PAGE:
It is estimated that 10% to 20% of cats with feline lower urinary tract disease (FLUTD) have urolithiasis or urethral plugs, 80% of which comprise struvite or calcium oxalate (CaOx). Current nonsurgical methods to remove bladder uroliths in cats include voiding urohydropropulsion or dietary dissolution. The purpose of this study was to evaluate the efficacy of canned and dry calculolytic diets in dissolving naturally occurring struvite bladder uroliths in cats. Both the canned and dry diets passed Association of American Feed Control Officials maintenance feeding trials before the study was begun.
Cats were selected based on clinical signs of FLUTD (hematuria, stranguria, dysuria, inappropriate urination), radiographic findings (radiodense bladder uroliths), and supportive urinalysis results. All cats were client-owned and otherwise healthy. None of the cats had previously been on a diet designed to dissolve struvite bladder uroliths. No control group was used. Treatment was considered successful if uroliths dissolved during the 12-week period that the diet was being fed. Of the 39 cats in the study (16 fed canned and 23 fed dry), the uroliths in 31 (79%) dissolved completely. The average time to dissolution for cats fed either type of diet was 4.28 weeks (30 days). In most cases, clinical signs of FLUTD subsided before the uroliths completely dissolved; the average time to resolution was 2.77 weeks (19 days). Of the remaining 8 cases, 2 were dropped from the study due to food refusal and owner noncompliance, 5 had uroliths that did not dissolve by 12 weeks (later surgical removal and stone analysis showed these stones to be composed of other minerals), and 1 cat had all but 1 stone dissolve by 12 weeks. The last stone in this cat was later voided and found to be composed of 90% struvite and 10% CaOx. The authors concluded that acidification of urine in cats appeared to be the most important factor in dissolving and preventing struvite uroliths. The study results strongly suggested that the diets will dissolve naturally occurring struvite uroliths.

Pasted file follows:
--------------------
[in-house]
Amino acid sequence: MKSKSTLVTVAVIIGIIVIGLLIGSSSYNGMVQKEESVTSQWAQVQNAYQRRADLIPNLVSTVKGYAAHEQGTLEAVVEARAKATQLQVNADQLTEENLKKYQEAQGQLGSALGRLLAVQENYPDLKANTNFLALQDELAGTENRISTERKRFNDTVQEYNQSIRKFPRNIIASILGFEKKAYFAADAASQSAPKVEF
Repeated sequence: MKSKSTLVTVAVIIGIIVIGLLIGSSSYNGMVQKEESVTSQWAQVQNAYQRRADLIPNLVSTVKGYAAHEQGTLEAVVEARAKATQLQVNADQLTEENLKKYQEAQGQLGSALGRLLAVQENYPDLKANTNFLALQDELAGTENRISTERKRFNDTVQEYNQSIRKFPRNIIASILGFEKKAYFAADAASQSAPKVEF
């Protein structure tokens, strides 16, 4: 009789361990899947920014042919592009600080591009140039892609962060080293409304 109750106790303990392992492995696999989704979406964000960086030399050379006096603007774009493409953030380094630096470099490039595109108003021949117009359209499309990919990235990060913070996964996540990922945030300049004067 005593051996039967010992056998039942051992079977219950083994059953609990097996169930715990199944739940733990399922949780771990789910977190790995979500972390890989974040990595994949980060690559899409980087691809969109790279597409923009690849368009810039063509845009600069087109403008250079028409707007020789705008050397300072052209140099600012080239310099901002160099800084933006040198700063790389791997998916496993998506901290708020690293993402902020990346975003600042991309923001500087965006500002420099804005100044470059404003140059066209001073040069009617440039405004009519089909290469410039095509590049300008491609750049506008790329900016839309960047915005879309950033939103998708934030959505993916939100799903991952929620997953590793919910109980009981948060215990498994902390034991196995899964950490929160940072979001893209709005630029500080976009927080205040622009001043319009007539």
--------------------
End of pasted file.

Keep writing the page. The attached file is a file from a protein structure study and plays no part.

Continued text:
COMMENTARY: This study demonstrates again that pH adjustment in urine is the most important factor influencing the ability of a diet-whether canned or dry-to dissolve uroliths. Similar to findings in previous studies, the number of uroliths in an individual patient had no effect on the rate of dissolution. Although it is well established that urease-producing infections are usually not involved in the formation of struvite uroliths in cats and antimicrobials do not affect the rate of dissolution, many cats inappropriately received antimicrobials. The high rate of inappropriate antimicrobial administration in these patients, particularly of fluoroquinolones, is striking in light of continued development of fluoroquinolone resistance in microbial isolates.
Evaluation of the efficacy of a commercial diet in the dissolution of feline struvite bladder uroliths. Houston DM, Rinkardt N, Hilton J. VET THER 5:187-201, 2004.